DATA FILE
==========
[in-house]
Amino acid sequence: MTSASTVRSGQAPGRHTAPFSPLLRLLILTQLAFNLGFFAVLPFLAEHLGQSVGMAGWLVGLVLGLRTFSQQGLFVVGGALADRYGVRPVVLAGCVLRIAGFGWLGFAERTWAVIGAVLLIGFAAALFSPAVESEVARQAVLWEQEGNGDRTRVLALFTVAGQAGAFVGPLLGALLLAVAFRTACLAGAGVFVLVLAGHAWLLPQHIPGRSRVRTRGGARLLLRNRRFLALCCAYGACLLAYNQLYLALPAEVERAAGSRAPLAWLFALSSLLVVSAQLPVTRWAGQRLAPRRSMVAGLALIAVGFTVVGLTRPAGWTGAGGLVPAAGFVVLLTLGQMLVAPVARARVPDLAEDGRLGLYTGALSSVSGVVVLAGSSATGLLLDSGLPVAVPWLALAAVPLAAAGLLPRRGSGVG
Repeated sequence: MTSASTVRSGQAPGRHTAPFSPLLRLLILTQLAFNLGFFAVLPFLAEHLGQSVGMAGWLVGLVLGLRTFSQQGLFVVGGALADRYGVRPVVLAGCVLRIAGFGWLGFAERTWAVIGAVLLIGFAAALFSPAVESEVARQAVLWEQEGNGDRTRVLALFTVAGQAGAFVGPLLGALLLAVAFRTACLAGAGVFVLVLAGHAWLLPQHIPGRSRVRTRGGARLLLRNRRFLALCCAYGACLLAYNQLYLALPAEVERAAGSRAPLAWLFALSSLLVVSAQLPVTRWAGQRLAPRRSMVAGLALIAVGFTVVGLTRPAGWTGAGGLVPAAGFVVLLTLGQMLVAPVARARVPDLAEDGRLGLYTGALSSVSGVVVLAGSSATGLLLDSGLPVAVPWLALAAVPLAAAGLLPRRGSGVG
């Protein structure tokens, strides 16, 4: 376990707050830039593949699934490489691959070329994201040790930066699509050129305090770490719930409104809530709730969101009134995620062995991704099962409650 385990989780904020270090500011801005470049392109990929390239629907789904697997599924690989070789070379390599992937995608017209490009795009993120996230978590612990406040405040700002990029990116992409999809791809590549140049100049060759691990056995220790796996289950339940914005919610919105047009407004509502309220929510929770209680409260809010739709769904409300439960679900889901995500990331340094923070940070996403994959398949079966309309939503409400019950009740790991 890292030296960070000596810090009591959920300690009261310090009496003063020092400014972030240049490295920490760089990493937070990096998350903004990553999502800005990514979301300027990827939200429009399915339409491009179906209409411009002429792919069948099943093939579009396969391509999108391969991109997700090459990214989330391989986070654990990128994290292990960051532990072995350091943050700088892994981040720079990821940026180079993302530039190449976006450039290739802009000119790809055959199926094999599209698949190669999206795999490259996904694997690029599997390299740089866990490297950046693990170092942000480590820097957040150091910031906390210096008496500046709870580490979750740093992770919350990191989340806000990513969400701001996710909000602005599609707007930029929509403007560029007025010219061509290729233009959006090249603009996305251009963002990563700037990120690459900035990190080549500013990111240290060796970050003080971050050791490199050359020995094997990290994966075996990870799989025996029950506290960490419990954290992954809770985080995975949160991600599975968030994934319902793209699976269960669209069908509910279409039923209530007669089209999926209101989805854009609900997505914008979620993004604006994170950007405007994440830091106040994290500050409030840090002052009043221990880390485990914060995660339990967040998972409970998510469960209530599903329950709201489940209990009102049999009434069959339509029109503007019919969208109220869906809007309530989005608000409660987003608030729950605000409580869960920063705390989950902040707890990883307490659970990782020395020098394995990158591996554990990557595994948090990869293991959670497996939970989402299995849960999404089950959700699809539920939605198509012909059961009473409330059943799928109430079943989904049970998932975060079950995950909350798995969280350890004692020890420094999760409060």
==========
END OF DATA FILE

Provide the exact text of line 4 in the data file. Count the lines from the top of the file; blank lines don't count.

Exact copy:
């Protein structure tokens, strides 16, 4: 376990707050830039593949699934490489691959070329994201040790930066699509050129305090770490719930409104809530709730969101009134995620062995991704099962409650 385990989780904020270090500011801005470049392109990929390239629907789904697997599924690989070789070379390599992937995608017209490009795009993120996230978590612990406040405040700002990029990116992409999809791809590549140049100049060759691990056995220790796996289950339940914005919610919105047009407004509502309220929510929770209680409260809010739709769904409300439960679900889901995500990331340094923070940070996403994959398949079966309309939503409400019950009740790991 890292030296960070000596810090009591959920300690009261310090009496003063020092400014972030240049490295920490760089990493937070990096998350903004990553999502800005990514979301300027990827939200429009399915339409491009179906209409411009002429792919069948099943093939579009396969391509999108391969991109997700090459990214989330391989986070654990990128994290292990960051532990072995350091943050700088892994981040720079990821940026180079993302530039190449976006450039290739802009000119790809055959199926094999599209698949190669999206795999490259996904694997690029599997390299740089866990490297950046693990170092942000480590820097957040150091910031906390210096008496500046709870580490979750740093992770919350990191989340806000990513969400701001996710909000602005599609707007930029929509403007560029007025010219061509290729233009959006090249603009996305251009963002990563700037990120690459900035990190080549500013990111240290060796970050003080971050050791490199050359020995094997990290994966075996990870799989025996029950506290960490419990954290992954809770985080995975949160991600599975968030994934319902793209699976269960669209069908509910279409039923209530007669089209999926209101989805854009609900997505914008979620993004604006994170950007405007994440830091106040994290500050409030840090002052009043221990880390485990914060995660339990967040998972409970998510469960209530599903329950709201489940209990009102049999009434069959339509029109503007019919969208109220869906809007309530989005608000409660987003608030729950605000409580869960920063705390989950902040707890990883307490659970990782020395020098394995990158591996554990990557595994948090990869293991959670497996939970989402299995849960999404089950959700699809539920939605198509012909059961009473409330059943799928109430079943989904049970998932975060079950995950909350798995969280350890004692020890420094999760409060």